He added that the party remained emboldened by the millions of South Africans who had kept faith with the ANC, and they did not take that for granted.

Mantashe thanked the IEC for delivering free, fair and credible elections. He sent his condolences to those who had lost family members during isolated incidents of violence.

“We remain confident that this 104-year-old organisation will overcome it challenges … we reaffirm our commitment to … work together with our people to address all socioeconomic challenges of our country”.

During questions after the media briefing, party spokesperson Zizi Kodwa made it clear that there had been no meetings with anyone from the EFF about possible coalitions during the four-day NEC gathering.

Mantashe said a delegation of the ANC “of five NEC members” had met with the EFF and other parties to talk about coalitions. “It’s not just the EFF, it’s all parties. We met the AIC [African Independent Congress] this morning; we are meeting as many parties as we can.”

He also denied that there was an internal ANC “document that points fingers at anyone in the ANC”. He said there was only a negative narrative that needed to be addressed.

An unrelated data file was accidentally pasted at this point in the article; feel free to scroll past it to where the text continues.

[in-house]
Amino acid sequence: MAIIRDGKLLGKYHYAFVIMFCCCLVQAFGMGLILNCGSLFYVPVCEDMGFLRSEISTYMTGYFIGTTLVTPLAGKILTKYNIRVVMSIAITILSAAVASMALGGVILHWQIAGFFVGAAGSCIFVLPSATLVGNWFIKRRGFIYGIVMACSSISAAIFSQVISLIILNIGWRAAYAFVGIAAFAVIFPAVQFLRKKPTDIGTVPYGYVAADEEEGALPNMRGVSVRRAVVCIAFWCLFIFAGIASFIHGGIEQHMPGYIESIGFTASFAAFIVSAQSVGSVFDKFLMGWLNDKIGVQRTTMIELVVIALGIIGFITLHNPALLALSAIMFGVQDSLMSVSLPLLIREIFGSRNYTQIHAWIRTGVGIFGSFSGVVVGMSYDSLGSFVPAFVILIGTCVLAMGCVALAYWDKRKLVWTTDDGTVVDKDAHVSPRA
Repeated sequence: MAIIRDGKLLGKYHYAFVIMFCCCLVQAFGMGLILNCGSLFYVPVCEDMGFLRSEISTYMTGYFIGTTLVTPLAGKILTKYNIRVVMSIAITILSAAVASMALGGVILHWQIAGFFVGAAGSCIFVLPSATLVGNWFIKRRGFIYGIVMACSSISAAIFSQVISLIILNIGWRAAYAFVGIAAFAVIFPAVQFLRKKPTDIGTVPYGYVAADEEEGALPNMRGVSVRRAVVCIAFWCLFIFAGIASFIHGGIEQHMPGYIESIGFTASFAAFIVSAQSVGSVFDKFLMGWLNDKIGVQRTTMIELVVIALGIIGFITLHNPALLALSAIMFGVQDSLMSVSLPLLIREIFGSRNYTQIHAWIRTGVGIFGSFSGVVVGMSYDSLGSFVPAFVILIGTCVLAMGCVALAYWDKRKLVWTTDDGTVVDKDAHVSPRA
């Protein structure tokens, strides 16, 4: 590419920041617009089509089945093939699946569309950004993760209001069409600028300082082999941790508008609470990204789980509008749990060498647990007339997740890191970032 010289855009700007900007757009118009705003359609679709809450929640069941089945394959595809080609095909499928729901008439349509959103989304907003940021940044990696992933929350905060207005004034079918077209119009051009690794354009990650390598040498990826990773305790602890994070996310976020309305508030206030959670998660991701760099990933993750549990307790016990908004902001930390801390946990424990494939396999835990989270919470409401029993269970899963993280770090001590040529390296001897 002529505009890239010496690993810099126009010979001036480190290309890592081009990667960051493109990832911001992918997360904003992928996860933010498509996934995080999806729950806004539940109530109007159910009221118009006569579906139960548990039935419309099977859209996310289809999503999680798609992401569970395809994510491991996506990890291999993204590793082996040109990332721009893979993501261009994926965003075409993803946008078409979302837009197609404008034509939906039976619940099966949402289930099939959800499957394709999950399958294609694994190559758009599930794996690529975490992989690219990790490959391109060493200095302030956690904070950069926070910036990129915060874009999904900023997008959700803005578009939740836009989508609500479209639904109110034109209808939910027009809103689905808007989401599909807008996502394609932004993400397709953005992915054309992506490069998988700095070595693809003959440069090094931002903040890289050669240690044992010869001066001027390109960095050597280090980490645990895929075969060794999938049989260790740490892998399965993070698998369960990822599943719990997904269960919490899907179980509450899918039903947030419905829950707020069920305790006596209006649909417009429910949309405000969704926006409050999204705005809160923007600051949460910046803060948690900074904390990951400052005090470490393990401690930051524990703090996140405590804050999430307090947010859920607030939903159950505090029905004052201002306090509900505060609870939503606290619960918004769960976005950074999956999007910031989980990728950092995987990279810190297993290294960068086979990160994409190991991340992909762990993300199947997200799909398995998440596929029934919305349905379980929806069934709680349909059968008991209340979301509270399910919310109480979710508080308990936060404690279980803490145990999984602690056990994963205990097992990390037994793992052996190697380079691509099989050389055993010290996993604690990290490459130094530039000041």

He confirmed there had been no proposal from the floor for President Jacob Zuma to step down. While fielding questions later, in answer to one asking about opposition parties, particularly the EFF demanding that Zuma should step down before they would go into an ANC coalition, Mantashe reiterated that the party had decided that everyone in the party was to blame for the ANC’s poor election performance and they would not point fingers at the president.

“We must all be blamed … leadership – that’s us – must take responsibility.”

As for the EFF’s Zuma demand, he said the ANC would enter any coalition through a process of engagement in which it made clear what it would be willing to do, and what not.

“It’s not just about what they demand. We cannot go into a coalition at all costs just so we can be the governing party.”

He said the party was working on a national coalition agreement with the AIC. Any agreement would not be limited to one particular municipality.

He later denied that the ANC had spent R1 billion on the elections. “It was not even half a billion.”

Towards the end of the press conference he repeated his call for the IEC’s formula for calculating proportional representation to be relooked at, and it would be important to compare South Africa with countries that also used similar systems – but the ANC was not asking for the last election outcomes to be changed.

As for the DA declaring itself the future government of Nelson Mandela Bay, he said that the DA wanting to get rid of BEE and affirmative action was not acceptable. He said it was presumptive to declare that they would know who would emerge as a mayor in any hung municipality.

“Anything you announce before a council meeting where the councillors vote is premature. Those votes will determine who will be the mayor.”